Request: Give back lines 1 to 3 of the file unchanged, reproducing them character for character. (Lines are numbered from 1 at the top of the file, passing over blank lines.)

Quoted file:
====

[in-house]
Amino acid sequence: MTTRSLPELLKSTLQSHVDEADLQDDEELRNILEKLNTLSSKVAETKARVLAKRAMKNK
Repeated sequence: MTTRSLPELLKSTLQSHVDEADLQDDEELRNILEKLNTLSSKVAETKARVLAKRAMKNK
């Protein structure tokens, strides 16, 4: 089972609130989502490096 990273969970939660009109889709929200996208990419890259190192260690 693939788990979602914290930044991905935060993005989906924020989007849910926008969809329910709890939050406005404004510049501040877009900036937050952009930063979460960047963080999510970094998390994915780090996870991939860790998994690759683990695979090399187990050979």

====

[in-house]
Amino acid sequence: MTTRSLPELLKSTLQSHVDEADLQDDEELRNILEKLNTLSSKVAETKARVLAKRAMKNK
Repeated sequence: MTTRSLPELLKSTLQSHVDEADLQDDEELRNILEKLNTLSSKVAETKARVLAKRAMKNK